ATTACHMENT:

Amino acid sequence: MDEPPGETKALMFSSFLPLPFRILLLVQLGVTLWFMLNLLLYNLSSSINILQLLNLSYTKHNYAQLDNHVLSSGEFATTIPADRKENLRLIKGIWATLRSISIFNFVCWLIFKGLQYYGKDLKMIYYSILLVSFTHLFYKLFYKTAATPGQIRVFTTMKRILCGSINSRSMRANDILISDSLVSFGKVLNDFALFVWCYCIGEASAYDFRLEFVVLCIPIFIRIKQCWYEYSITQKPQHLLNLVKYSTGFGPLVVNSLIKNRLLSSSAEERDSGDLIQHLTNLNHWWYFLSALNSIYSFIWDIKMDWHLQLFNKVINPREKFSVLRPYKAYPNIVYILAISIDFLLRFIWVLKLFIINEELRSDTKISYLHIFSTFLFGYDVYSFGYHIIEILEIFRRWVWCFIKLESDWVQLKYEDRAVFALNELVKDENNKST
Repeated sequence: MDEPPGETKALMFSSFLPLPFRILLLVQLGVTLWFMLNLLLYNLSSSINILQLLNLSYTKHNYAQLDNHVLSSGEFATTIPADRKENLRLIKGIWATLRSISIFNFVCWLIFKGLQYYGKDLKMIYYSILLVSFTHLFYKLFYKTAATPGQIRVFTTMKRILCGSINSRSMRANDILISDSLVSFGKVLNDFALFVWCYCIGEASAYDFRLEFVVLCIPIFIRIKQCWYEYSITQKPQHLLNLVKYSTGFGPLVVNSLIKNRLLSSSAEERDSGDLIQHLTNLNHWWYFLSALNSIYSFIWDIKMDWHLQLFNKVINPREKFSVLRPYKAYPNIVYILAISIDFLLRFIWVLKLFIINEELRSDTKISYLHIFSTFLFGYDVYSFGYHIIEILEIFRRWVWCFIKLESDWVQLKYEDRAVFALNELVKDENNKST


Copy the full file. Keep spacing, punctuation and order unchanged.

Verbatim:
Amino acid sequence: MDEPPGETKALMFSSFLPLPFRILLLVQLGVTLWFMLNLLLYNLSSSINILQLLNLSYTKHNYAQLDNHVLSSGEFATTIPADRKENLRLIKGIWATLRSISIFNFVCWLIFKGLQYYGKDLKMIYYSILLVSFTHLFYKLFYKTAATPGQIRVFTTMKRILCGSINSRSMRANDILISDSLVSFGKVLNDFALFVWCYCIGEASAYDFRLEFVVLCIPIFIRIKQCWYEYSITQKPQHLLNLVKYSTGFGPLVVNSLIKNRLLSSSAEERDSGDLIQHLTNLNHWWYFLSALNSIYSFIWDIKMDWHLQLFNKVINPREKFSVLRPYKAYPNIVYILAISIDFLLRFIWVLKLFIINEELRSDTKISYLHIFSTFLFGYDVYSFGYHIIEILEIFRRWVWCFIKLESDWVQLKYEDRAVFALNELVKDENNKST
Repeated sequence: MDEPPGETKALMFSSFLPLPFRILLLVQLGVTLWFMLNLLLYNLSSSINILQLLNLSYTKHNYAQLDNHVLSSGEFATTIPADRKENLRLIKGIWATLRSISIFNFVCWLIFKGLQYYGKDLKMIYYSILLVSFTHLFYKLFYKTAATPGQIRVFTTMKRILCGSINSRSMRANDILISDSLVSFGKVLNDFALFVWCYCIGEASAYDFRLEFVVLCIPIFIRIKQCWYEYSITQKPQHLLNLVKYSTGFGPLVVNSLIKNRLLSSSAEERDSGDLIQHLTNLNHWWYFLSALNSIYSFIWDIKMDWHLQLFNKVINPREKFSVLRPYKAYPNIVYILAISIDFLLRFIWVLKLFIINEELRSDTKISYLHIFSTFLFGYDVYSFGYHIIEILEIFRRWVWCFIKLESDWVQLKYEDRAVFALNELVKDENNKST